No prosecutions are to be taken against Black Lives Matter demonstrators who participated in protests in Northern Ireland when strict coronavirus rules on public gatherings were in place.
The Public Prosecution Service said it has decided not to take action over 14 suspects reported to it for potential offences under Stormont’s Covid-19 regulations.
The decisions relate to three protests that occurred last summer – two in Belfast and one in Londonderry.
Officials concluded that the test for prosecution was not met because the suspects would have been able to successfully argue a defence of reasonable excuse.
Three of the suspects were reported to the PPS in connection with a protest held outside Belfast City Hall on June 3, seven in connection with a protest held at nearby Custom House Square on June 6, with a further suspect reported in connection with both demonstrations.
Three other suspects were reported in connection with a protest held in Guildhall Square in Derry on June 6.
Three of the 14 suspects were challenging a Fixed Penalty Notice (FPN) issued by the PSNI in relation to their participation.
The reasonable excuse defence could have relied on rights of freedom of expression and freedom of peaceful assembly contained within the European Convention of Human Rights.
The PPS said the fact that the protests related to a matter of important social concerns, that they were peaceful and organised in a manner that sought to minimise transmission of the virus were also factors in the decision not to prosecute.
Prosecutors said there was also a lack of legal clarity in the Stormont regulations as to whether such protests were unlawful.
They said the rules did not include any definition of a “gathering” or what constituted “outdoor activity”.
At that point, there was also an absence of any provisions dealing specifically with gathering for the purposes of protest.
The PPS pointed to a “tension within the provisions” because they allowed for unrestricted numbers to gather for the purpose of an outdoor film, live concert or theatre performance.
Prosecutors said the reasonable excuses specified within the regulations were non-exhaustive.
They added that another factor was issues related to the “proportionality and consistency” of the policing approach to different protests.
They highlighted an investigation by the Police Ombudsman for Northern Ireland which found that police treated Black Lives Matter protesters differently from those who gathered at Belfast City Hall last summer for a Protect Our Statues protest.
The watchdog said concerns that the police’s handling of the Black Lives Matter protests had been discriminatory had been justified.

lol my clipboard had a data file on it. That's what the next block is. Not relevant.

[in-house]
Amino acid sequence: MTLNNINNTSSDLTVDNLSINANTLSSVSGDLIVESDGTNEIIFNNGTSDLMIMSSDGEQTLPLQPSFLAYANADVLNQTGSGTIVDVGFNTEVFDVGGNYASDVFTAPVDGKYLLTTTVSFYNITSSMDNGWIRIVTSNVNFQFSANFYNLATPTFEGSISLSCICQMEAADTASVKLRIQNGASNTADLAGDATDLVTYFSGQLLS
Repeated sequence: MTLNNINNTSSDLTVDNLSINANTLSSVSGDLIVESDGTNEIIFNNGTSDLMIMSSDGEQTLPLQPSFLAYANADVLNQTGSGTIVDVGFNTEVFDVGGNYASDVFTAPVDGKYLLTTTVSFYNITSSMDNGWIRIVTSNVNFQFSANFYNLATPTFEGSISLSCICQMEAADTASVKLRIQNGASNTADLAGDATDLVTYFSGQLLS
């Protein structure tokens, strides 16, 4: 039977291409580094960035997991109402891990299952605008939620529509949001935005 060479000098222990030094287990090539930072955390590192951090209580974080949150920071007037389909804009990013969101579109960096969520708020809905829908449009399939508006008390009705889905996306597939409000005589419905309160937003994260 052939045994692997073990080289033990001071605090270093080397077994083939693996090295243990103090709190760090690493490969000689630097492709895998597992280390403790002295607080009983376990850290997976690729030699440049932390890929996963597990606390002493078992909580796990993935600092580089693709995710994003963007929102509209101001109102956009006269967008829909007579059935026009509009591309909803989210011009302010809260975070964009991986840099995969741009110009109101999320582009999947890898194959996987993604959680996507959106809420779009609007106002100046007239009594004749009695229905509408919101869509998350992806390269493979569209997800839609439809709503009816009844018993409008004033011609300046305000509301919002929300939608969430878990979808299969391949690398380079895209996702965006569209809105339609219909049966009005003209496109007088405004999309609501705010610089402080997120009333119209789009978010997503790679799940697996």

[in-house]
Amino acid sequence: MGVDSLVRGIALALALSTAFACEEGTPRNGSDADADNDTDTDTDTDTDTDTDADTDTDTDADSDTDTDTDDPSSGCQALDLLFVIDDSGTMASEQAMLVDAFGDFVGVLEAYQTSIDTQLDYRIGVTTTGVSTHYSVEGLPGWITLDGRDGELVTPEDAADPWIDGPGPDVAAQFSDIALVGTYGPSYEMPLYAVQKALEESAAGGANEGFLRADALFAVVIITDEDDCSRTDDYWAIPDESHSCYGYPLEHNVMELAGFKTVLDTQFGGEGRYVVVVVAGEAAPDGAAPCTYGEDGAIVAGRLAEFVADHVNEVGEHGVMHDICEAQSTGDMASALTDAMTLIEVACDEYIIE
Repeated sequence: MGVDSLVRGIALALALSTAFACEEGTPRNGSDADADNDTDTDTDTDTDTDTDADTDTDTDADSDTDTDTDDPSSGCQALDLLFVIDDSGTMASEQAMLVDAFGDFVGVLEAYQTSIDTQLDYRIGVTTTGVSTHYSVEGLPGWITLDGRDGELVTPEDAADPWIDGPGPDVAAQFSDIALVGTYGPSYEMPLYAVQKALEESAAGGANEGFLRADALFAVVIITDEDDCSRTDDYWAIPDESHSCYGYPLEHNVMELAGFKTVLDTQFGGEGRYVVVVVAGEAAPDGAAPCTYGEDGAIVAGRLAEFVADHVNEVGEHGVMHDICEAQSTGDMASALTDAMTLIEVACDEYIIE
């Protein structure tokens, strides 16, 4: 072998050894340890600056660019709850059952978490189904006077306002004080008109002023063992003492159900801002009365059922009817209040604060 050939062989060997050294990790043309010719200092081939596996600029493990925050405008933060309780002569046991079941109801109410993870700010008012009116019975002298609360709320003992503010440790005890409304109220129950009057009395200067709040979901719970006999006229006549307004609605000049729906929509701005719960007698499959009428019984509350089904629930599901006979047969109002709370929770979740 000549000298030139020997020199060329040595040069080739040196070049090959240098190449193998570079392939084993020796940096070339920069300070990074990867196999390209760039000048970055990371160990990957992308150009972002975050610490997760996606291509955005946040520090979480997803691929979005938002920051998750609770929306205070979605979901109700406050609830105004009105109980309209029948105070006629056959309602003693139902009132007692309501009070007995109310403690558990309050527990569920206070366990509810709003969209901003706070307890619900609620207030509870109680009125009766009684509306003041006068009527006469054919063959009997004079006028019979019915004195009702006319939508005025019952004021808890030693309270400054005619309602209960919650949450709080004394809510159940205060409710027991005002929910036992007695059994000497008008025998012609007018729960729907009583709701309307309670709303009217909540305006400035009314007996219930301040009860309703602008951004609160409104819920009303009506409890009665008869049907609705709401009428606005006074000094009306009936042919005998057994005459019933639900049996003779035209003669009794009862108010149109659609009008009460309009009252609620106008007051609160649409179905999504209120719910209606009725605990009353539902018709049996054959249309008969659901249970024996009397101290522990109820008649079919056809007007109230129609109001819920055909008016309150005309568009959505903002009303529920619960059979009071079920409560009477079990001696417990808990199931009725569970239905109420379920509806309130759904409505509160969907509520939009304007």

Explaining the non-prosecution decisions, PPS Assistant Director Martin Hardy said: “Decision-making on this file included consideration of a range of complex and novel legal issues arising from the coronavirus regulations in place at the time of these protests and relevant human rights considerations.
“It also involved a careful analysis of the particular circumstances of these protests and the conduct of the individuals reported.
“The evidence received from police was subjected to an impartial and independent application of the Test for Prosecution, in line with the PPS Code for Prosecutors.
“The prosecution team was also assisted by advice received from independent senior counsel.
“It was concluded that, in respect of each of the 14 individuals reported, there was no reasonable prospect of conviction for any offence.
“This was on the basis that the evidence would allow the suspects to successfully raise the statutory defence of reasonable excuse. In these circumstances the Test for Prosecution was not met.”
Mr Hardy added: “The PPS can only bring a case before a court when, after a thorough consideration of all relevant matters, it is concluded that the evidence provides a reasonable prospect of conviction.
“The conclusion reached in relation to these 14 individuals – who were seeking to safely exercise their right to freedom of peaceful assembly and expression on an important social issue – is that there is no prospect of conviction in relation to any offence.”
Responding to the PPS decision, PSNI Deputy Chief Constable Mark Hamilton said it is clear that the police’s handling of the events “unintentionally damaged the confidence and trust of the black, Asian and minority ethnic community”.
“The Chief Constable (Simon Byrne) has apologised for the anger, upset and frustration caused by our policing operation, and I would like to repeat that apology today,” said Mr Hamilton.
“It is now over a year since the murder of George Floyd and the worldwide protests that followed, but we are still conscious of the deep hurt felt by members of the black, Asian and minority ethnic community.
“The PPS decision underlines yet again the difficulties we faced attempting to police during this period.
“Against the backdrop of an unprecedented health crisis and rapidly-changing, ambiguous legislation, our objective has always been to help slow the spread of the virus to keep people safe.
“Balancing this against our obligation to safeguard other important rights – such as that to peacefully protest – has not been easy or comfortable. We have not always got that balance right.
“We are working to implement the lessons learned from this period and are reaching out to those communities with whom we have lost trust.
“We have also established a Community Relations Taskforce to help us address community concerns and are reviewing our policies and practices.
“This work will take time but we remain determined to improve relationships and build confidence and trust in policing among all communities in Northern Ireland.
“We will now take time to consider the implications of the decision by the PPS and will engage with the relevant stakeholders in due course.”